CEO of capital-based not-for-profit trust that helps schools to get the most out of technology discusses plans to expand into the education space outside London and the wider public sector
London Grid for Learning (LGfL) is looking to expand beyond the capital and work with schools in other parts of the UK, as well as the wider public sector.
The not-for-profit organisation was established by London’s 33 local-authority districts in 2000 to allow schools to access high-quality connectivity services at the kind of price only achievable via aggregated demand. Some 93% of the city’s state schools – a total of 3,000 establishments – are now subscribers. This allows them to access full-fibre broadband services provided via the network infrastructure of Virgin Media Business.
Over the last 18 years, LGfL has also expanded into a number of other area and, in addition to connectivity, now also helps London’s schools with cybersecurity, safeguarding, cloud computing, digital services, training and, most recently, procurement. Formally launched last month, LGfL’s SmartBuy initiative is, essentially, a purchasing organisation that has already agreed major deals with the likes of Sophos, Malwarebytes, and Cisco.
These have all added to the running total of £300m in cost savings that LGfL claims to have helped schools achieve since its inception.
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The organisation also provides services to 70 local authorities across the UK. Over the next couple of years, LGfL has ambitions to expand further into local government, and the wider public sector.
And, where the presence of fibre-to-the-premises network infrastructure allows, it also aims to add hundreds more schools to its network – primarily in the Midlands and the north of England, the organisation’s chief executive John Jackson told PublicTechnology.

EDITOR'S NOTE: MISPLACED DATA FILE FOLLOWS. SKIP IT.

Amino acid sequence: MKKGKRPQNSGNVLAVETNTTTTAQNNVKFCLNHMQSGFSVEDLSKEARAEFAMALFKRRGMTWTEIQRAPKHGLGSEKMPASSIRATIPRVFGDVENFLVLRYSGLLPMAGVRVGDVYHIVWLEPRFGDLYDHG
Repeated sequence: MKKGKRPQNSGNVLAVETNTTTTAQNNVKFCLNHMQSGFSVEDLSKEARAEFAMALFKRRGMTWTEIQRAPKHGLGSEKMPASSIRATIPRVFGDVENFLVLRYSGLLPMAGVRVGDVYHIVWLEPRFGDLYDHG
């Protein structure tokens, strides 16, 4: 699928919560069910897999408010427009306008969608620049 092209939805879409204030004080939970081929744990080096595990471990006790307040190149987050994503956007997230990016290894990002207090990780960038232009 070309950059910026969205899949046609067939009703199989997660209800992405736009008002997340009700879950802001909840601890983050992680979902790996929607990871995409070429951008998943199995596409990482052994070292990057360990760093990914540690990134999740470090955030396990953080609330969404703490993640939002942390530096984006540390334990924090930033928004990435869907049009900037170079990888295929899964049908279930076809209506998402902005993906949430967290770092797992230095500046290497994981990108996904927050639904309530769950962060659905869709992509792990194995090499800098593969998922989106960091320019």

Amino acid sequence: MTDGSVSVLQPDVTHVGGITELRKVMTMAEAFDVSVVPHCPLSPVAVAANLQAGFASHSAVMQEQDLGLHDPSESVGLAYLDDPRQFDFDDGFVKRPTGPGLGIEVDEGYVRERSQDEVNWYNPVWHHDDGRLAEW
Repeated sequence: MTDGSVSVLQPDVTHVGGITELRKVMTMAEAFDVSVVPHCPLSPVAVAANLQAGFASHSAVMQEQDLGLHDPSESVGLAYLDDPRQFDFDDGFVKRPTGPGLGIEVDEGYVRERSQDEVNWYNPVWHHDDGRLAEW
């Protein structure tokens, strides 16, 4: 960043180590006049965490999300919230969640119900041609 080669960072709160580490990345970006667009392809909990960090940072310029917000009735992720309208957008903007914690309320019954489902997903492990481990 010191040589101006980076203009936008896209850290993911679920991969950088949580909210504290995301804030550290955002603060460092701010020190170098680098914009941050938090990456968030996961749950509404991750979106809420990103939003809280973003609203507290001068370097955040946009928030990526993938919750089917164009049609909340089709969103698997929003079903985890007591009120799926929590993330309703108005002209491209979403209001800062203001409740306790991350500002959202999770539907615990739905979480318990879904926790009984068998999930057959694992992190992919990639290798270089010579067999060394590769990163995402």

He said: “If you take London, it is pretty much unheard of for an organisation to have retained its customers for this amount of time – we started in 2000, and we are now in 2018, and pretty much all the schools have stayed with LGfL. We have also heard from the Department for Education that there is a difference between schools supported by LGfL, and those that are not.”
Jackson added: “I am now targeting expanding by 1,000 schools in the next 18 months. If you want to transform teaching and learning, you really do need fibre. What is coming down the line – augmented and virtual reality, and streaming – you are not going to be able to do those things on copper. But a lot of schools outside London are still on fibre-to-the-cabinet.”
Keep an eye on PublicTechnology in the coming days for a full write-up of our discussion with the London Grid for Learning chief, with lots more insight into its expanding work in the areas of cyber safeguarding and procurement – including details of the world’s biggest ever rollout of one vendor’s networking technology.